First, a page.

Food as part of the art scene: Tony’s Pasta Shop & Trattoria in Chattanooga [classic article]

Tony’s Pasta Shop & Trattoria in the Bluff View Arts District of Chattanooga has an interesting back story. The district was founded by Dr. and Mrs. Portera in 1991, giving a creative, homegrown artistic flavor to a neighborhood on the Tennessee River. Part of that philosophy was to include restaurants serving artisan-produced foods made right in the district. Bluff View has a coffee roaster, sophisticated coffee maker, world-class bakery and gourmet pasta maker. I was very glad to be hosted to experience it!

Tony’s wants everyone to be able to enjoy their creations, so they have a gluten-free menu, too. Dress is casual.

To start the meal, they serve a basket with two kinds of absolutely irresistible breads: garlic ciabatta and country bread. The ciabatta has whole cloves of garlic baked into it and because it’s cooked, it has a nutty flavor opposed to a harsh garlic taste. The country bread is super crunchy, like Irish soda bread. They’re served with a dish of rich, thick olive oil laced with long strips of shredded Pecorino cheese.

Now, they have a lot of different homemade appetizers, too . . . but here’s what you need to know: the entrée portions are massive! I absolutely was in no way able to finish everything and I am a very hearty eater. I think the entrées are where they shine, anyway.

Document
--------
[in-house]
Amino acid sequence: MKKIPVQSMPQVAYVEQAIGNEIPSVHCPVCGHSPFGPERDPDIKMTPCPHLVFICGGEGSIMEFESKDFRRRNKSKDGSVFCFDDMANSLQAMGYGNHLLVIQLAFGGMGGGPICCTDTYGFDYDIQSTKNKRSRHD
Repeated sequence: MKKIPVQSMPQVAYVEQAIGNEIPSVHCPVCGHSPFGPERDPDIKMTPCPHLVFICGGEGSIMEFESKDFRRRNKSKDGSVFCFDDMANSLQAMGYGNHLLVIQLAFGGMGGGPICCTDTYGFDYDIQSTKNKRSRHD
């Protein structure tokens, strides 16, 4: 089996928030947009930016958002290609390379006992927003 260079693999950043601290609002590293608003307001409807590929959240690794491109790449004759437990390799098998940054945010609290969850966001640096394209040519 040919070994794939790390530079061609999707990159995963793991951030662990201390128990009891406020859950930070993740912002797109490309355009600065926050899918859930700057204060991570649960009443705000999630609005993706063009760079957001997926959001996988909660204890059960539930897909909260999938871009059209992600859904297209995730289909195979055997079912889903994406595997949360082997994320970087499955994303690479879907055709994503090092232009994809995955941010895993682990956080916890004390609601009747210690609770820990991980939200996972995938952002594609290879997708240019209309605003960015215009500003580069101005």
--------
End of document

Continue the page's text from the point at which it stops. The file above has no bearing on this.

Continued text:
There are a lot of different options on the menu, including specialty pastas. However, what’s really popular is the design your own pasta option, picking the style of pasta, the sauce and toppings/proteins. While I waivered between their special concoctions and making my own, I learned that the meatballs one can add on were Dr. Portera’s grandmother’s recipe. Decision made!

I ordered spinach fettucini (cooked perfectly al dente) with sundried tomato and artichoke cream sauce, topped with the famous meatballs. The sauce had a creamy texture and was still able pack tangy flavors – not dulled out from the cream. The meatballs had a rough country chop of onions and seasoned with fennel, which is an unexpected combination. You definitely know everything is made on site, with unique tastes and ingredients that simply can’t come from a food service corporation.

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